I was 'wasting' a veritable ton of time in Cusco, Peru, my new home. More time than some people I know waste in two years.
Whole weeks went by with nothing accomplished. This didn't bother me, initially. Until several weeks turned into three months. The first few months were fine -- just going out and having a good time every night. I needed it. My entire soul was tired. I had done a job for many years that only had two benefits:
2. The wonderful people I worked with.
However, there was no soul-level satisfaction in my work. Zero. It was a grind, as they say. So I sold everything I owned, packed one suitcase, and unwound -- 11,200 feet in the Andes mountains. For a very, very long time.
It's a key component of health, in my opinion, to 'waste' a lot of time hanging out with good friends and doing 'nothing.' I'm keenly aware of how exorbitant a luxury this is. I have seen some astonishing poverty in my life. Most of my travels have been in developing countries, not Bora Bora.
But there comes a time when you want to be productive, whatever that might mean to you.
I realized that in order to be productive, most of us have to measure results, or our goals won't happen. The picture attached to this post is my checklist for 18 different items I set out to accomplish on a daily basis. Big wins are composed of smaller daily wins that accumulate over chunks of time.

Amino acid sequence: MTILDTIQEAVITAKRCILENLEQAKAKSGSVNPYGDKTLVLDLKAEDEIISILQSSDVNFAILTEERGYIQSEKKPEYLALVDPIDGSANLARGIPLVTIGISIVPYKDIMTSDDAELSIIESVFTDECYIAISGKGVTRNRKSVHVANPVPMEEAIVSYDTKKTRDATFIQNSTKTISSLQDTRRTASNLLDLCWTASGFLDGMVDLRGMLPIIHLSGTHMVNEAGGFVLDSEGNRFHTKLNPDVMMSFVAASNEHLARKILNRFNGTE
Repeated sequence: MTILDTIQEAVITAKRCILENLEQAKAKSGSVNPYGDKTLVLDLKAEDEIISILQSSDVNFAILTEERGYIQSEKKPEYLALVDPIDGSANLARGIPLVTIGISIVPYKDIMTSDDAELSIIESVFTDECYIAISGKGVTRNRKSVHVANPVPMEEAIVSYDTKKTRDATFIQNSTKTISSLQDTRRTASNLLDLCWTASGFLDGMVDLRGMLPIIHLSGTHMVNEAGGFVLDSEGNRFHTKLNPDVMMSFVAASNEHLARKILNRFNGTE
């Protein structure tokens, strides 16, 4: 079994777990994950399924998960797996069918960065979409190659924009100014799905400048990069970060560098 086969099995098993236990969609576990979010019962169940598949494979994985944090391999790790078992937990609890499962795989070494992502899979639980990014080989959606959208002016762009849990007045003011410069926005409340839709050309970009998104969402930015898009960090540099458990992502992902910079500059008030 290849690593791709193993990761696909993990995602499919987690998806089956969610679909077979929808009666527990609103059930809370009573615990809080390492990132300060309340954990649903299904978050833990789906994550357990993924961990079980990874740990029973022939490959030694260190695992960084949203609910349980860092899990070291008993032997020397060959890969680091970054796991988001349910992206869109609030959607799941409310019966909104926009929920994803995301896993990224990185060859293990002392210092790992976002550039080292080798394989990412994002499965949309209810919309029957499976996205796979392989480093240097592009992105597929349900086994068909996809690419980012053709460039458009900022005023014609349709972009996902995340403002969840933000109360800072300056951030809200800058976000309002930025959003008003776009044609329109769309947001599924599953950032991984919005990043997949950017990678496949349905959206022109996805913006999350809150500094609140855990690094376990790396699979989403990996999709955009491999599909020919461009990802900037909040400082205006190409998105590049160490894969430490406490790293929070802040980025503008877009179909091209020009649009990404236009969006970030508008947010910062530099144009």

"That which gets measured, gets managed," is a quote often attributed to the great business management writer (guru!) Peter Drucker <-- (click for Peter's 10 quotes to live by)!
I think it's a powerful axiom, indeed. There are a lot of "O"s on my chart...a lot of 'failures,' if you will. But there are also quite a few "X"s. At the end of a month and a half I can see how I did on my goals.
There is nowhere to hide with this method of tracking. Your mind can't obfuscate the issue of progress with the little lies we often tell ourselves about what we do. The Xs and Os are right there in plain sight telling you how you did. We are what we do every day. Not what we say we are going to do. Not our intentions. But what we actually do every day. Often, in relationships, we get caught up in what people say and not what they do. We want to believe what they say because they have very attractive characteristics. But the proof of character is in what we do on a day-to-day basis.
I share this in the hopes that some people will find it useful. I loved the idea of turning wins and losses into a concrete graphic, in-your-face feedback loop.
Good luck out there!
Scott in Peru.